Documents in the library’s archives also show that the work in the lodges was not entirely untroubled in the 20th century. 

Nowadays, in the second decade of the twenty-first century, one often hears that the rituals performed in lodges are not sufficiently known, even by the masters. 

To prove that this is not a modern problem, I would like to recall a message from a Master of Ehlers Lodge, in which he wrote that he had reason to believe that there were many Masons, – even among the officers, – who would have difficulty in working in another lodge. The reason for this situation, according to the Master, is the lack of attention paid by lodge officers to the education of new brethren and the lack of training of officers.

Royal Arts Committee

Elemer Sas
Elemer Sas

To characterize the spirit of the Ehlers Lodge, I would like to recall the thoughts of Elemér Sas, the Master of the Lodge, where he spoke about the establishment of the “Royal Arts Committee”. 

Elemér Sas wrote “In my initial message on January 11th, 1951, I announced the establishment of “The Committee on Royal Art”. I explained that it as an organization “charged with the task of propagating a love for Masonic Wisdom; that crystallization of our arts, our sciences, our philosophies, and our form of ethics – those pinnacles of human achievement that the Craft has Earnestly sought over the centuries”.
Elemér Sas and Dr. Nándor Fodor suggested that at each meeting a short lecture on a topic related to Freemasonry should be read.

They also suggested “to have these articles assembled into a small booklet at the end of the year for distribution not only to our own membership, but to those other brothers who are interested in this higher phase of Masonic Activity.

All the brothers were invited to submit such articles to the Royal Art Committee. The sole condition being that the article be original in nature.”


The relationship between the Ehlers Lodge and Hungary

The New York Lodge took an active part in the events in Hungary. A study on the history of the lodge had this to say about it. (R:.W:. Dr. L. Lester Beacher wrote (5):

“Following the devastations of the First War, the major Ehlers Lodge project was its “Milk Relief ” drive to help underprivileged Hungarians who were deprived of milk supply. Milk became a rarity, a luxury. 

It was through the efforts of Ehlers Lodge that milk became available to the poor in Hungary who could not pay the “exorbitant” “underground” price for it. It became also available to others for whom the high price became milk a luxury, even though a necessity. This was for Hungary.”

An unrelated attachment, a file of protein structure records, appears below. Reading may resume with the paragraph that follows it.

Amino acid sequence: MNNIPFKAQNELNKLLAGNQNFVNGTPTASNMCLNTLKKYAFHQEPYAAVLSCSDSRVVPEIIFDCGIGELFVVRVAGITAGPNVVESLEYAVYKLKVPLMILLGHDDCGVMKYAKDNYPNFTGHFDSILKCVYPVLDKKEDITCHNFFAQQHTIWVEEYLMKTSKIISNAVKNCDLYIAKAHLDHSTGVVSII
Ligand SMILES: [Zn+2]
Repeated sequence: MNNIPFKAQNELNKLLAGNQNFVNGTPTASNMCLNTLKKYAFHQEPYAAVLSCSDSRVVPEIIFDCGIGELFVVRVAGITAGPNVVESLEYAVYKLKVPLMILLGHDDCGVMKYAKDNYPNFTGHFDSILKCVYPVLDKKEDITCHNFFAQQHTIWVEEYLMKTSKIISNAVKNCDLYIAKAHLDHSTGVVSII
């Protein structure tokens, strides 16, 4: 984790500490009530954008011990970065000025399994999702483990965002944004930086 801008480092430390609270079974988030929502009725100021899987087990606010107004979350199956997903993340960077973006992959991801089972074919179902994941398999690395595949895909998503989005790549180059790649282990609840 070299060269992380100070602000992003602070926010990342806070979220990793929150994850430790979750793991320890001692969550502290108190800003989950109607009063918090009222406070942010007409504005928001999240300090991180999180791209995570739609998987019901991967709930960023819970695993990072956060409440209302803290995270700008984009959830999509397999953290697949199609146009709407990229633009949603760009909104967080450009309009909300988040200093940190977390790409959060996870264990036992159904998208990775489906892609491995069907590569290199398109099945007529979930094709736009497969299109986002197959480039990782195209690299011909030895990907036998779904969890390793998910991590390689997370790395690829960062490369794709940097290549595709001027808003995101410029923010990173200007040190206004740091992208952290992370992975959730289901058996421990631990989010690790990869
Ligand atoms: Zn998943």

Beacher, speaking about the history of the lodge, also recalled that after World War II, many Jews sought refuge in the United States from Hungary.

In recounting the history of the lodge, Beacher also reported that W. Arthur H. Keil, the lodge’s Past Master, took it upon himself to find a way to rescue them. 

At first, he tried to carry on alone with the sympathy of the new Grand Lodge of Symbolic Masons of Hungary. 

Arthur H. Keil said in a speech, (titled THE HIGHLIGHTS OF THE HISTORY OF EHLERS LODGE NO.953 F & A.M. – at the 1000th communication of the Lodge on October 21;1971.)
“In 1917, during World War I, loyal Americans of Hungarian extraction were looked upon as enemy aliens. To counteract the falsity of many cruel charges, suspicions and even assumption Hungarian masons in good standing in the Fraternity organized the “Hungarica” a masonic club. In order to enlarge their membership, they changed the name to “Danubia”, thus enabling them to reach natives of the countries bordering the River Danube.

The name did not seem appropriate for that particular time and was rejected. To memorialize an outstanding Freemason, Honorary Past Grand Master, Grand Secretary of New York, and a Lincoln hero, Grand Master Thomas Penney granted dispensation on November 8, 1917, with the name of Edward M.L. Ehlers Lodge.

Also, during World War II, our late President Roosevelt, permitted 1000 refugees to be brought to this country but to be returned to Europe immediately upon the cessation of the war. These refugees were of seventeen nationalities and seven religious denominations placed in a camp at Oswego, New York. They were provided with all necessities but no freedom to even visit the town itself. 

The lodge felt that they were guests in our country and ought to be treated accordingly. 

A Committee created by our lodge began a national campaign for the liberalization of the rigid restrictions within the Camp, and eventually for the total freedom of these people. We conferred with Statesmen, Senators, Government Agencies, hundreds of influential men in public life. 

Amongst the first contributors for the cause were Mrs. Roosevelt, Governor Dewey, Governor Lehman and many other notable citizens. In due time President Truman by Presidential Directive permitted some responsible Jewish agencies to escort the refugees to Canada and have them re-enter the United States as immigrants.

Hardly did we finish the Oswego project when we received a letter from Budapest informing us of the resurrection of Freemasonry. The lodge immediately formed a Committee for The Rehabilitation of Freemasonry in Hungary. 

To this day the Hungarian Grand Lodge, although underground, has its committee to carry out just distribution of gifts we continue to send to our aged brethren and widows, especially with the financial and moral assistance of the Northern and Southern Supreme Councils of the Scottish Rite.

Few of you know that in addition to our Masonic endeavors, the “Hungarian Relief Inc.” the official Relief Agency sponsored by our government at the end of World War II, also had its roots in Ehlers Lodge.”

The members of the lodge later also took their ties to Hungary seriously. This is evidenced by the fact that on 5 November 1959, the lodge hosted Andor Gerő, who was the Secretary General of the Symbolic Grand Lodge of Hungary at the time.

Ehlers Lodge